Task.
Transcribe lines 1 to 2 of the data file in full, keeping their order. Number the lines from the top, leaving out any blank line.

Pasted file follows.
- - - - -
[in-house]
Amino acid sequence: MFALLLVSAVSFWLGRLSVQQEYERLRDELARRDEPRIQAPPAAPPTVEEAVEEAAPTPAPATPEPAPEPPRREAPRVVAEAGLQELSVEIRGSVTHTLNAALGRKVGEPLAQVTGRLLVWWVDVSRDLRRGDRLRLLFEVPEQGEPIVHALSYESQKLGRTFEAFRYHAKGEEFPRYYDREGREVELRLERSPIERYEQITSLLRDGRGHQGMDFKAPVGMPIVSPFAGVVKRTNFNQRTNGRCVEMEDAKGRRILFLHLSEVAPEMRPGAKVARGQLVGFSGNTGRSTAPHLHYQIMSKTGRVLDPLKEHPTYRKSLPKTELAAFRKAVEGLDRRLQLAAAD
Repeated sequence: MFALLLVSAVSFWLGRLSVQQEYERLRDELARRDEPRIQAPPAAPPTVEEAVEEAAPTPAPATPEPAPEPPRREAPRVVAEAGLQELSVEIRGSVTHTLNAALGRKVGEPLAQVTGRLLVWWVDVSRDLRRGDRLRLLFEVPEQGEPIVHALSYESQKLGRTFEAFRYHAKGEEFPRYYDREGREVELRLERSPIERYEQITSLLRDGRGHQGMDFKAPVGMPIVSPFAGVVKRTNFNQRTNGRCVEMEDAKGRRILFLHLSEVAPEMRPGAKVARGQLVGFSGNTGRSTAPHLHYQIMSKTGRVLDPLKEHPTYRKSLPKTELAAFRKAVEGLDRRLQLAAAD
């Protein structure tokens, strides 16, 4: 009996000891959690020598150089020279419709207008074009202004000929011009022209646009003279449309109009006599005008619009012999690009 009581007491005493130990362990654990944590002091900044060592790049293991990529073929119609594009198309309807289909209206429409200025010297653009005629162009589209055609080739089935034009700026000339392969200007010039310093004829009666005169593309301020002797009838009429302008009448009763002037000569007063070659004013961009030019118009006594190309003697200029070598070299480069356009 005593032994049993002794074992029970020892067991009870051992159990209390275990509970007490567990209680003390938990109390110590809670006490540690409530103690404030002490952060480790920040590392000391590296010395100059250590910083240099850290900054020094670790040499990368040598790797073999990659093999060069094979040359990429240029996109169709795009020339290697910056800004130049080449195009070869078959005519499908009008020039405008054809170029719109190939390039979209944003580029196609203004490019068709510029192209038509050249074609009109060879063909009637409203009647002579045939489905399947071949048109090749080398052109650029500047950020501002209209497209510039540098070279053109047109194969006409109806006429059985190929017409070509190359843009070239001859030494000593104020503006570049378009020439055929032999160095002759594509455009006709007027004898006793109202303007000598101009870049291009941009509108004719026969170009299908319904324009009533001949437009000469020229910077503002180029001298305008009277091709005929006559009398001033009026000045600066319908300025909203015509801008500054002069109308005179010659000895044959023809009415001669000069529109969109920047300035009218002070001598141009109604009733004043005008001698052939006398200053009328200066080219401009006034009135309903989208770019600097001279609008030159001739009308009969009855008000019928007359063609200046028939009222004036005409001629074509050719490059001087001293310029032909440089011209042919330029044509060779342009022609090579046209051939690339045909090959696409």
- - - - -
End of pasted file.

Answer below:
[in-house]
Amino acid sequence: MFALLLVSAVSFWLGRLSVQQEYERLRDELARRDEPRIQAPPAAPPTVEEAVEEAAPTPAPATPEPAPEPPRREAPRVVAEAGLQELSVEIRGSVTHTLNAALGRKVGEPLAQVTGRLLVWWVDVSRDLRRGDRLRLLFEVPEQGEPIVHALSYESQKLGRTFEAFRYHAKGEEFPRYYDREGREVELRLERSPIERYEQITSLLRDGRGHQGMDFKAPVGMPIVSPFAGVVKRTNFNQRTNGRCVEMEDAKGRRILFLHLSEVAPEMRPGAKVARGQLVGFSGNTGRSTAPHLHYQIMSKTGRVLDPLKEHPTYRKSLPKTELAAFRKAVEGLDRRLQLAAAD